Keep reading... Show less
Dance Teachers Trending
Photo by Brian Guilliaux, courtesy of Coudron

Eric Coudron understands firsthand the hurdles competition dancers face when falling in love with ballet. Now the director of ballet at Prodigy Dance and Performing Arts Centre in Frisco, Texas, Coudron trained as a competition dancer when he was growing up. "It's such a structured form of dance that when they come back to it after all of the other styles they are training in, they don't feel at home at the barre," he says.

Keep reading... Show less
Dance Teachers Trending
Kendra Portier. Photo by Scott Shaw, courtesy of Gibney Dance

As an artist in residence at the University of Maryland in College Park, Kendra Portier is in a unique position. After almost a decade of performing with David Dorfman Dance and three years earning her MFA from the University of Illinois at Urbana-Champaign, she's using her two-year gig at UMD (through spring 2020) to "see how teaching in academia really feels," she says. It's also given her the rare opportunity to feel grounded. "I'm going to be here for two years," she says, which offers her the chance to figure out the answers to some hard questions. "What does it mean to not dance for somebody else?" she asks. "What does it mean to take my work more seriously? To realize I really like making work, and figuring out how that can happen in an academic place."

Keep reading... Show less
Sponsored by Turn It Up Dance Challenge
Courtesy Turn It Up

With back-to-back classes, early-morning stage calls and remembering to pack countless costume accessories, competition and convention weekends can feel like a whirlwind for even the most seasoned of studios. Take the advice of Turn It Up Dance Challenge master teachers Alex Wong and Maud Arnold and president Melissa Burns on how to make the experience feel meaningful and successful for your dancers:

Keep reading... Show less
Dancer Health
Deanna Paolantonio leads a workshop. Photo courtesy of Paolantonio

Deanna Paolantonio had been interested in body positivity long before diabetes ever crossed her mind. As a Zumba and Pilates instructor who had just earned her master's degree in dance studies, she focused her research on the relationship between fitness and body image for women and young girls. Then, at age 25, just as she was accepted into the PhD program at York University in Toronto, she was diagnosed with type 1 diabetes (T1D).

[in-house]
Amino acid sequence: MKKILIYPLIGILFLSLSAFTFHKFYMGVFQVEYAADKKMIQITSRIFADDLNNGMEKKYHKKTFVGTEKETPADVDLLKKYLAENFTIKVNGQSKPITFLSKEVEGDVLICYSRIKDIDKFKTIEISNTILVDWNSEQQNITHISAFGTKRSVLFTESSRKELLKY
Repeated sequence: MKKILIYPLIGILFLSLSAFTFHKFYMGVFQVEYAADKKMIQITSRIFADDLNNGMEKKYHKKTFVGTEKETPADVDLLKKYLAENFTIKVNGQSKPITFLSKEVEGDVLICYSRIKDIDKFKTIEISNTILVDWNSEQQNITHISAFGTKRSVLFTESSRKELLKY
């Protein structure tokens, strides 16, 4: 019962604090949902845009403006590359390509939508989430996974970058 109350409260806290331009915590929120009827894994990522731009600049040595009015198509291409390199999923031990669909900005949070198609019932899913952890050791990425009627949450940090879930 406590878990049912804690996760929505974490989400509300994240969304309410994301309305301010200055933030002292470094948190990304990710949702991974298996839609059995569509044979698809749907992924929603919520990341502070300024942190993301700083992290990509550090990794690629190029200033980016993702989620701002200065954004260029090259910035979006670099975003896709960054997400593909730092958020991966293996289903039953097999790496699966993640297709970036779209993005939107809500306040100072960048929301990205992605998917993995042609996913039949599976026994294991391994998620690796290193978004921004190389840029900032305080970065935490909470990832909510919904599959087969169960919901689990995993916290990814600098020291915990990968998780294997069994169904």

Keep reading... Show less
Sponsored by The Studio Director

As a studio owner, you're probably pretty used to juggling. Running a business is demanding, with new questions and challenges pulling your attention in a million different directions each day.

But there's a solution that could be saving you time and money (and sanity!). Studio management systems are easy-to-use software programs designed for the particular needs of studio owners, offering tools like billing, enrollment, inventory and emails, all in one place. The right studio management system can help you handle the day-to-day tasks that bog you down as a business owner, leaving you more time for the most important work—like connecting with students and planning creative curriculums for them. Plus, these systems can keep you from spending extra money on hiring multiple specialists or using multiple platforms to meet your administrative needs.

So how do you make sure you're choosing a studio management system that offers the same quality that your studio does? We talked to The Studio Director—whose studio management system provides a whole host of streamlined features—about the must-haves for any system, and the bonuses that make an excellent product stand out:

Keep reading... Show less
Dance Teacher Tips
Robin Nasatir (center) with Peter Brown and Vicki Gunter. Photo by Christian Peacock

On a sunny Thursday morning in Berkeley, California, Robin Nasatir leads her modern class through a classic seated floor warm-up full of luscious curves and tilts to the soothing grooves of Bobby McFerrin. Though her modern style is rooted in traditional José Limón and Erick Hawkins techniques, the makeup of her class is far from conventional. Her students range in age from 30 all the way to early 80s.

Keep reading... Show less
Dance Teacher Tips
Getty Images

Q: I need advice on proper classroom management for dancers in K–12—I can't get them to focus.

A: Classroom management in a K–12 setting is no different than in a studio. No matter where you teach, I recommend using a positive-reinforcement approach first. As a general rule, what you pay attention to is what you get. When a student acts out, it's generally done in order to gain attention. Rather than giving attention to them for inappropriate behavior, call out other students who are exhibiting the positive behaviors you desire. Name the good actions, and all of your students will quickly learn what it takes to be noticed.

Keep reading... Show less
Dance Teacher Tips

For an aspiring professional dancer, an unexpected injury can feel like a death sentence to a career that hasn't even started. The recovery process following an injury can be one of the most grueling and heartbreaking experiences a performer will ever face. In times like these, dance teachers have the power to boost or weaken a dancer's morale.

With that in mind, we've compiled a list of do's and don'ts for talking to a seriously injured dancer.

Keep reading... Show less
Dance Teacher Tips
Getty Images

Q: Last season I had three dancers on my junior team who struggled all year. They've trained with me for years, yet they keep sliding farther behind their classmates. What should I do?

Keep reading... Show less

mailbox

Get DanceTeacher in your inbox